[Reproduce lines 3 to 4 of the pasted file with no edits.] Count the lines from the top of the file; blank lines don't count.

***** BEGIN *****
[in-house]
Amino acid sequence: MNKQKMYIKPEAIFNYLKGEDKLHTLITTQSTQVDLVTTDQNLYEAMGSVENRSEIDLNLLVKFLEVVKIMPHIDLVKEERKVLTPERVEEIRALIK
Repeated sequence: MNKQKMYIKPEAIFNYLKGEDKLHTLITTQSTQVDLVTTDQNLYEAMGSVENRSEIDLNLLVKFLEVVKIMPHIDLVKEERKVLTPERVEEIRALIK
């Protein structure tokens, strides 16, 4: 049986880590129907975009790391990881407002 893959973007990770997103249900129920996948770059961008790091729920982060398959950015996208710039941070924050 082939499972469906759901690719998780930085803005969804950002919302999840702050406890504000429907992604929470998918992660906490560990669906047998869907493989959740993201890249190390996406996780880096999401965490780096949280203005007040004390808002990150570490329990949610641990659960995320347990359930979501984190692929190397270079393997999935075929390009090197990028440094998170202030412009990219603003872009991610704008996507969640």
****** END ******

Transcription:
Repeated sequence: MNKQKMYIKPEAIFNYLKGEDKLHTLITTQSTQVDLVTTDQNLYEAMGSVENRSEIDLNLLVKFLEVVKIMPHIDLVKEERKVLTPERVEEIRALIK
């Protein structure tokens, strides 16, 4: 049986880590129907975009790391990881407002 893959973007990770997103249900129920996948770059961008790091729920982060398959950015996208710039941070924050 082939499972469906759901690719998780930085803005969804950002919302999840702050406890504000429907992604929470998918992660906490560990669906047998869907493989959740993201890249190390996406996780880096999401965490780096949280203005007040004390808002990150570490329990949610641990659960995320347990359930979501984190692929190397270079393997999935075929390009090197990028440094998170202030412009990219603003872009991610704008996507969640």